By Trevor Pearson
Trevor Pearson from Ipswich is a certified accountant with an MBA and over 18 years experience as a finance director. When his last employer’s firm became publicly listed, Trevor took the opportunity to make a change and bought Accounts Assist Ipswich — a bookkeeping and management accountancy franchise. He shares his advice with Fresh Business Thinking.
Franchising can be a good way to become self employed whist eliminating much of the risk and uncertainly usually involved in starting up your own business. By choosing a franchisor with a good track record, you are using a tried and tested model and studies have shown that a very small percentage of franchisees fail compared to a large number of new start up businesses. However, as with all business ventures, hard work and dedication is still required and you can’t expect to get rich overnight.
Before starting out on your franchisee venture, you need to do your homework and consider the following points.
• Firstly, evaluate your skills and also your personal needs. Franchising offers a great opportunity to begin working in an area you have no experience in, but this will require more time in terms of research into the new business sector and possibly training than if you go into a business sector that you are already familiar with. You also need to think about what you are good at, and build upon these skills. If you hate dealing with the public, for example, then don’t choose a job that requires this. Also think about your personal circumstances, if you have children you might not want to, or be able to, work late at night or at the weekends. So be very careful to choose a job that fits your needs and also your skills.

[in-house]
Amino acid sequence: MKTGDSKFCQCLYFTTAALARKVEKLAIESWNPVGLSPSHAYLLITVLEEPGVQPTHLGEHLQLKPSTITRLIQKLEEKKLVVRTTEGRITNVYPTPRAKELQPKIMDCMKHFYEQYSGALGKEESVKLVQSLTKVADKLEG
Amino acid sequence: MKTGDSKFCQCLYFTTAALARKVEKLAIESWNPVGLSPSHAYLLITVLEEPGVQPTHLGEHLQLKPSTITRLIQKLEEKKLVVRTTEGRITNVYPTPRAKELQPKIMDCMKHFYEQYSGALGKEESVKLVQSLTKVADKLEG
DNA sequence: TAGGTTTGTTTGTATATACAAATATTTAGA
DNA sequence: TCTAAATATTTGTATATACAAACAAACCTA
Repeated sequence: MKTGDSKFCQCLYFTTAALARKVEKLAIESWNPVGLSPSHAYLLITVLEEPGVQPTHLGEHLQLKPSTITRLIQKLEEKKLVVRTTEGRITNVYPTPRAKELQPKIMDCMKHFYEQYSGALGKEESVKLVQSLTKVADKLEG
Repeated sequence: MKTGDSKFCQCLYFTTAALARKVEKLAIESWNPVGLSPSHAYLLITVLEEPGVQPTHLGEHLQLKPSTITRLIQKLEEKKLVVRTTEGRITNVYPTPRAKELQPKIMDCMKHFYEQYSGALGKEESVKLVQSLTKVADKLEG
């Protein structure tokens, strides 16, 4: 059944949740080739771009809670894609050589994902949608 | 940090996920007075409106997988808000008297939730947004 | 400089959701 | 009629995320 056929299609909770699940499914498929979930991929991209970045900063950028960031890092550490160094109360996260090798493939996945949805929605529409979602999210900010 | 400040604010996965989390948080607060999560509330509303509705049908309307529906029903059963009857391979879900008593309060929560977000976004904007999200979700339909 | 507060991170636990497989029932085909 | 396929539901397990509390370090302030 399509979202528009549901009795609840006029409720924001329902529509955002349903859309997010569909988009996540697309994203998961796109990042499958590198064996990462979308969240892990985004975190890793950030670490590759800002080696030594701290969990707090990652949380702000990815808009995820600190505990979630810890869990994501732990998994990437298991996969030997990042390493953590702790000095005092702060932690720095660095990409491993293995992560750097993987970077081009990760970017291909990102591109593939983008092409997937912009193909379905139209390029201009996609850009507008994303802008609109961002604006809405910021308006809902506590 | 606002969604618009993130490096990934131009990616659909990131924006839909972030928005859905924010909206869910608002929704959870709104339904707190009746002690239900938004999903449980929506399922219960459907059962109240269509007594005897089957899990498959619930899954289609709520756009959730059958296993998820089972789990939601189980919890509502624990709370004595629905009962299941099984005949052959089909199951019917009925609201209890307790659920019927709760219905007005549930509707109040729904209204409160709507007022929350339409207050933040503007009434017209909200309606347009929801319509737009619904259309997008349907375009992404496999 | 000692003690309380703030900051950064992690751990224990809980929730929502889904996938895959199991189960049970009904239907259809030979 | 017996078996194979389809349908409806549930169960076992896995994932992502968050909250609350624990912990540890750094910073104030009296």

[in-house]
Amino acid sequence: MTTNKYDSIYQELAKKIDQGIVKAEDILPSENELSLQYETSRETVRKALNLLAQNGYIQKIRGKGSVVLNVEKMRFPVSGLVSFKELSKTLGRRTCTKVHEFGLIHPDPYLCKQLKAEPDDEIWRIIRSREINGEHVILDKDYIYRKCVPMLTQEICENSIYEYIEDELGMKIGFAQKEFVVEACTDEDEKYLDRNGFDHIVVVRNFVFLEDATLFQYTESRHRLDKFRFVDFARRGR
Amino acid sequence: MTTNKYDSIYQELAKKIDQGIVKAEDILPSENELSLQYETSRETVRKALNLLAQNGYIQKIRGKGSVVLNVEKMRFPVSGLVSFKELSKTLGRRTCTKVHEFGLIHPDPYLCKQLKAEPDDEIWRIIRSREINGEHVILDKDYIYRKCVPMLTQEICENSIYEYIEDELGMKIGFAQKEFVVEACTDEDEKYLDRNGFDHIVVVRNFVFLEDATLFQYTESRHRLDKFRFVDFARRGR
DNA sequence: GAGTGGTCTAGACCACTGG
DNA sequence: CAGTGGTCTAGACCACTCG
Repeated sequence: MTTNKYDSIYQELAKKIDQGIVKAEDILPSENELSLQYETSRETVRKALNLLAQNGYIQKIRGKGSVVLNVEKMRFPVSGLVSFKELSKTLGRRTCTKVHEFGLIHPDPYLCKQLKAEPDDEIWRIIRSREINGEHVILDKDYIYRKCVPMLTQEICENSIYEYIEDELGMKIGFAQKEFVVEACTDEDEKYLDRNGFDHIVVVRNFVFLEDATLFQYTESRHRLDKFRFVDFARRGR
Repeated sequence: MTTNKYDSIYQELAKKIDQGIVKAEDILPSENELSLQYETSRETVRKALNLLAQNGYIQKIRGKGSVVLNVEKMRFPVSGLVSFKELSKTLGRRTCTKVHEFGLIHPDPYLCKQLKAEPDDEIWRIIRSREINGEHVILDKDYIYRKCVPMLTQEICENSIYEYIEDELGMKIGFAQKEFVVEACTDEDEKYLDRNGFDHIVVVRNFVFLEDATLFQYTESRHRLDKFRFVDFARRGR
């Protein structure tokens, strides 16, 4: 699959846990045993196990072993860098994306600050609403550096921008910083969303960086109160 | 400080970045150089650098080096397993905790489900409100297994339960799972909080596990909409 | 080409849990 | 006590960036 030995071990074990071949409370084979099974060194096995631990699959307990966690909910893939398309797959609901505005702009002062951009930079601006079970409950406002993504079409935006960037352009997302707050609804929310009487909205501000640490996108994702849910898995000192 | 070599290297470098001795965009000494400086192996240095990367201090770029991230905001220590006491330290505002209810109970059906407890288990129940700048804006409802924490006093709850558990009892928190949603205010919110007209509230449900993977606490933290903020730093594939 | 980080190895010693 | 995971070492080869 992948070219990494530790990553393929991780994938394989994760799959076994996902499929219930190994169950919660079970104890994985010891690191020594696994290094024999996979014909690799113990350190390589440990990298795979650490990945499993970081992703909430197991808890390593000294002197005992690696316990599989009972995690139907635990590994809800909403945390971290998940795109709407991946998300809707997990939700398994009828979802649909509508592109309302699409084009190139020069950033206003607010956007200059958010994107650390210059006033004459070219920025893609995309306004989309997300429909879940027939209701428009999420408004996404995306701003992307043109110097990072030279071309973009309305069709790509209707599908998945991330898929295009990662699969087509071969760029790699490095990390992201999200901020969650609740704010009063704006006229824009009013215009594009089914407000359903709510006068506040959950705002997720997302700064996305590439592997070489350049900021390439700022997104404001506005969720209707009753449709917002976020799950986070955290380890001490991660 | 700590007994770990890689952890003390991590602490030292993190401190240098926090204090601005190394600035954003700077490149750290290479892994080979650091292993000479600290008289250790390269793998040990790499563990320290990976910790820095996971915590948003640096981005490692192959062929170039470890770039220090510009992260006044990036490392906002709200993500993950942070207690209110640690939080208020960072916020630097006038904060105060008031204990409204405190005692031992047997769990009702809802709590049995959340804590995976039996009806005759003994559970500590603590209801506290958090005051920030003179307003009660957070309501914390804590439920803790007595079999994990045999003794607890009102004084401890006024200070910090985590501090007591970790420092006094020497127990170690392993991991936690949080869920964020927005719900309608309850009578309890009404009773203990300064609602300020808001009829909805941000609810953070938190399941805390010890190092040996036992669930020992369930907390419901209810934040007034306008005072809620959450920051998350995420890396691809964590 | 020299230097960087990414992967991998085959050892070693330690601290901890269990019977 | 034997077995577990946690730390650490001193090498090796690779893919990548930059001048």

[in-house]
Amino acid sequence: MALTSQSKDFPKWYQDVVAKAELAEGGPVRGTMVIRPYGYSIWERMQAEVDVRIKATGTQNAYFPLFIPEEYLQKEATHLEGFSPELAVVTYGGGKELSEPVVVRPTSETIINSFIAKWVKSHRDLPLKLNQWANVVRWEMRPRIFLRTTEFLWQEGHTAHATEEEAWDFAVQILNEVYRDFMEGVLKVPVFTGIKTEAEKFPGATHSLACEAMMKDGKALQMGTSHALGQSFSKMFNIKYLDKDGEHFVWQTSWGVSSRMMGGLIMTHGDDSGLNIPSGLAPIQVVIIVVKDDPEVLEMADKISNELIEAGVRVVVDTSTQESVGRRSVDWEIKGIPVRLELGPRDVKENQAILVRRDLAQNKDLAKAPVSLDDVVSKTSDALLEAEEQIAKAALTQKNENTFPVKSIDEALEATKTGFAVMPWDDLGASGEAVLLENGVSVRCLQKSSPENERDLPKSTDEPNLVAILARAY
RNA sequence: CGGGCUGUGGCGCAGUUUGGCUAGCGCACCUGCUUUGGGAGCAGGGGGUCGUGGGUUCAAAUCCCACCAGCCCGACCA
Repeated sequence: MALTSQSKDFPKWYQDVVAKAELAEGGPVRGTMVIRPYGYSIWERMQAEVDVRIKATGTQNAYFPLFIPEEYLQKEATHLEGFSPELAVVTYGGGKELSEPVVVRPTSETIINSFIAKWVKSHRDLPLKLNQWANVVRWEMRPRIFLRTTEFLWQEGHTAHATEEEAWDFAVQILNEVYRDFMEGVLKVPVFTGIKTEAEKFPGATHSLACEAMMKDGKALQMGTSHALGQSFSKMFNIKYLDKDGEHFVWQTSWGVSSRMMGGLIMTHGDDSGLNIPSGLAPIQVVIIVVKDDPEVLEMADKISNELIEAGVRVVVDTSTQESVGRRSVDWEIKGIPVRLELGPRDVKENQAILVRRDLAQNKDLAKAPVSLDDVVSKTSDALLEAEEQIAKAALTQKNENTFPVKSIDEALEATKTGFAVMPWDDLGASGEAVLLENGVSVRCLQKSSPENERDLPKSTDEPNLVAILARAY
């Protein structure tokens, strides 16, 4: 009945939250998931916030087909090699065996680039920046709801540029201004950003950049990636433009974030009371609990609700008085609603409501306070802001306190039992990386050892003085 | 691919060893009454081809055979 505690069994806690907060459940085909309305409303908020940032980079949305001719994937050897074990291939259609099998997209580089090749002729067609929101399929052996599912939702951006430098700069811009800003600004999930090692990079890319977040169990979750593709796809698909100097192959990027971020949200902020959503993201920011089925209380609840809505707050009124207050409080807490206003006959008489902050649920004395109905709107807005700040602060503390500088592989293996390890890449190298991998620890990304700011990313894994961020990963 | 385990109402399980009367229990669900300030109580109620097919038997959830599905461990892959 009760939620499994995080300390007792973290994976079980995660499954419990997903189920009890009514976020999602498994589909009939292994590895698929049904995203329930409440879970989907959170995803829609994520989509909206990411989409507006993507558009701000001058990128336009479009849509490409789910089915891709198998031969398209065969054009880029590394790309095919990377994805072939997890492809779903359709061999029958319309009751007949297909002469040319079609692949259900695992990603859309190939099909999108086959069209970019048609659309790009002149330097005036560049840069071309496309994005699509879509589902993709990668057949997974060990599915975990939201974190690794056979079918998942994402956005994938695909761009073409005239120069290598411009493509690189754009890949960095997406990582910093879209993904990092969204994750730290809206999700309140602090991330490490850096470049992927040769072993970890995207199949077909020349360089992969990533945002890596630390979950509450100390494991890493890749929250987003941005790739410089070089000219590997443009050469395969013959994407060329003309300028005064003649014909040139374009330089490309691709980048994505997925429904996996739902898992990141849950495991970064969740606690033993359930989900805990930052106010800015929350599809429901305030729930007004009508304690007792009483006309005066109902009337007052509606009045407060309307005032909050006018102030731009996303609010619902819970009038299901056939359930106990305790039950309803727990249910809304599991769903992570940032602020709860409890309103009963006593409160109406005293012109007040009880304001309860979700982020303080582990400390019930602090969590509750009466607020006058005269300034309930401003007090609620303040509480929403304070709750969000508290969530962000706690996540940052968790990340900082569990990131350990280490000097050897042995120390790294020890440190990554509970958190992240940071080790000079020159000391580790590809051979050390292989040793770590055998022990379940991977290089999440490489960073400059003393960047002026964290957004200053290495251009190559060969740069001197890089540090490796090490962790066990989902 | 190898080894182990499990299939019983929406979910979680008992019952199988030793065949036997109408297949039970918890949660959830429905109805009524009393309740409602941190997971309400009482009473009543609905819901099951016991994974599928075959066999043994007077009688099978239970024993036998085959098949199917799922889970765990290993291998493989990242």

• Research the market you are interested in moving into. Find out exactly what the business does and what its market is. Trade associations are a useful starting point for gathering this information as is the internet.
• Make sure you choose a reputable franchisor. Start by checking that they are registered with the British Franchise Association (BFA). Of course, this does not eliminate all risk and ensure you immediate success but it does mean that they have been evaluated independently by a code of ethical franchising. Of course, not all companies belong to the BFA and if they are not a member it is not always a bad sign but do take extra care when dealing with these companies.
• Research your franchisor. Find out his or her background and to get an overview of the company and to see how it operates, ask to see the accounts. Find out how the business has grown and take a look at the financial predictions and then make some calculations of your own to make sure they tally with those of the franchisor. Don’t forget to make sure that the company is capable of meeting your expectations and promises in terms of training budgets, marketing and advertising. If you can, speak to other franchisees with similar backgrounds to you and try to get some inside information. Also, look to see if they have lost any franchisees, discover what support is available and evaluate the franchise agreement and costs.
• Do your sums and assess your finances. When you set up as a franchisee, you will have to pay an initial fee. Once you are up and running, it is also likely that you will have to continue paying a fee or a percentage of your profits. Therefore, it is essential to evaluate what you can afford to invest and to calculate the returns your company will give.
• Check everything thoroughly. Before you finalise anything, take special care to make sure that everything is above board. Be sure to get advice from professionals such as solicitors, accountants and banks before you make any final agreements.
If you are thinking of being a franchisee it could well bring you the flexibility and profitability, without too much financial risk, that you are looking for. Research well before you start and good luck with your new business venture!
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